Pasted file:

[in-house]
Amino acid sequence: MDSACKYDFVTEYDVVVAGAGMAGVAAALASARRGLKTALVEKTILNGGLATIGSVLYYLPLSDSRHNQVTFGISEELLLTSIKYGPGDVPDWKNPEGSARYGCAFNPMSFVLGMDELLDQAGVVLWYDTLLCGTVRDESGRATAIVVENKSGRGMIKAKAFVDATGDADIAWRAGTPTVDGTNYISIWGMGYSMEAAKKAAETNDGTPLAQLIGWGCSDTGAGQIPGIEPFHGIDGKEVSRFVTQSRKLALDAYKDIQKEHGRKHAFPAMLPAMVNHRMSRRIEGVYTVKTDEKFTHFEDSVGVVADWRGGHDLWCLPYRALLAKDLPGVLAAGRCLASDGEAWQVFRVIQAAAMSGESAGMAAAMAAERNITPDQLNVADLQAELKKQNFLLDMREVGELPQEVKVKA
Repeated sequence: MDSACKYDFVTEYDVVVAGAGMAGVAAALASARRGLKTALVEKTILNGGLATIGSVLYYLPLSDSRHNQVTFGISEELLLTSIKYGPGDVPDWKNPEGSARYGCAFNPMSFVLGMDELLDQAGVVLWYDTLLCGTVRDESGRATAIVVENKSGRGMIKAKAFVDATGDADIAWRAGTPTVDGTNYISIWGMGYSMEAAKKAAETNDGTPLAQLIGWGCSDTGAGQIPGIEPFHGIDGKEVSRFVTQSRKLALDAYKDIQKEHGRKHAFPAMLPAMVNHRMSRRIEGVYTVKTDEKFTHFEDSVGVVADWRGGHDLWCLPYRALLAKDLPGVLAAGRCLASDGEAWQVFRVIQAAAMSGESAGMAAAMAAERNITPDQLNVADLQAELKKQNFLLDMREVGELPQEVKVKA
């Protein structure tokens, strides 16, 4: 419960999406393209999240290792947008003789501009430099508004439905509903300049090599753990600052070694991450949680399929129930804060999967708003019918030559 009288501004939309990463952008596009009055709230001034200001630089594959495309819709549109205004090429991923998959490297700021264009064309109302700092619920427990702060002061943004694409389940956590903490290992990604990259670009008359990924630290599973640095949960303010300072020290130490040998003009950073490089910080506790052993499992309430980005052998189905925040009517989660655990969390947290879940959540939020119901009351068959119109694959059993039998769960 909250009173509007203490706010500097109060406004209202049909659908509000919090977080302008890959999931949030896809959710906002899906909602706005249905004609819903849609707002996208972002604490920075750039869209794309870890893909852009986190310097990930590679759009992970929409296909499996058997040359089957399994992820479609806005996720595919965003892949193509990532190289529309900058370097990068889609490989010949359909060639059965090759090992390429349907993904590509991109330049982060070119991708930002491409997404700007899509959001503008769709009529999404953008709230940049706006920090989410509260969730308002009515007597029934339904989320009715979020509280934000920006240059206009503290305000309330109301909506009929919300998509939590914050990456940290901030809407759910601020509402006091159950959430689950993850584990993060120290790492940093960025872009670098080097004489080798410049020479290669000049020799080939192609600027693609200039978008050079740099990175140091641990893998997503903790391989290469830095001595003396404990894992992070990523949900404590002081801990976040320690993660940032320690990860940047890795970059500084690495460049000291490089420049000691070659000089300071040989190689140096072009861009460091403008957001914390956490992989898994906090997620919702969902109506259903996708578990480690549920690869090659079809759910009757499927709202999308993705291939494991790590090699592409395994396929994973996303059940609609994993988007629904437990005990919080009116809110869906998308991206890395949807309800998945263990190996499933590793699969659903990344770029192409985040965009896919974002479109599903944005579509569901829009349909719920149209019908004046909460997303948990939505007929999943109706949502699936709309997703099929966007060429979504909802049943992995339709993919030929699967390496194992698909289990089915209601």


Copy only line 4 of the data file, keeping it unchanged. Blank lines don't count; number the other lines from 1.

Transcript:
């Protein structure tokens, strides 16, 4: 419960999406393209999240290792947008003789501009430099508004439905509903300049090599753990600052070694991450949680399929129930804060999967708003019918030559 009288501004939309990463952008596009009055709230001034200001630089594959495309819709549109205004090429991923998959490297700021264009064309109302700092619920427990702060002061943004694409389940956590903490290992990604990259670009008359990924630290599973640095949960303010300072020290130490040998003009950073490089910080506790052993499992309430980005052998189905925040009517989660655990969390947290879940959540939020119901009351068959119109694959059993039998769960 909250009173509007203490706010500097109060406004209202049909659908509000919090977080302008890959999931949030896809959710906002899906909602706005249905004609819903849609707002996208972002604490920075750039869209794309870890893909852009986190310097990930590679759009992970929409296909499996058997040359089957399994992820479609806005996720595919965003892949193509990532190289529309900058370097990068889609490989010949359909060639059965090759090992390429349907993904590509991109330049982060070119991708930002491409997404700007899509959001503008769709009529999404953008709230940049706006920090989410509260969730308002009515007597029934339904989320009715979020509280934000920006240059206009503290305000309330109301909506009929919300998509939590914050990456940290901030809407759910601020509402006091159950959430689950993850584990993060120290790492940093960025872009670098080097004489080798410049020479290669000049020799080939192609600027693609200039978008050079740099990175140091641990893998997503903790391989290469830095001595003396404990894992992070990523949900404590002081801990976040320690993660940032320690990860940047890795970059500084690495460049000291490089420049000691070659000089300071040989190689140096072009861009460091403008957001914390956490992989898994906090997620919702969902109506259903996708578990480690549920690869090659079809759910009757499927709202999308993705291939494991790590090699592409395994396929994973996303059940609609994993988007629904437990005990919080009116809110869906998308991206890395949807309800998945263990190996499933590793699969659903990344770029192409985040965009896919974002479109599903944005579509569901829009349909719920149209019908004046909460997303948990939505007929999943109706949502699936709309997703099929966007060429979504909802049943992995339709993919030929699967390496194992698909289990089915209601």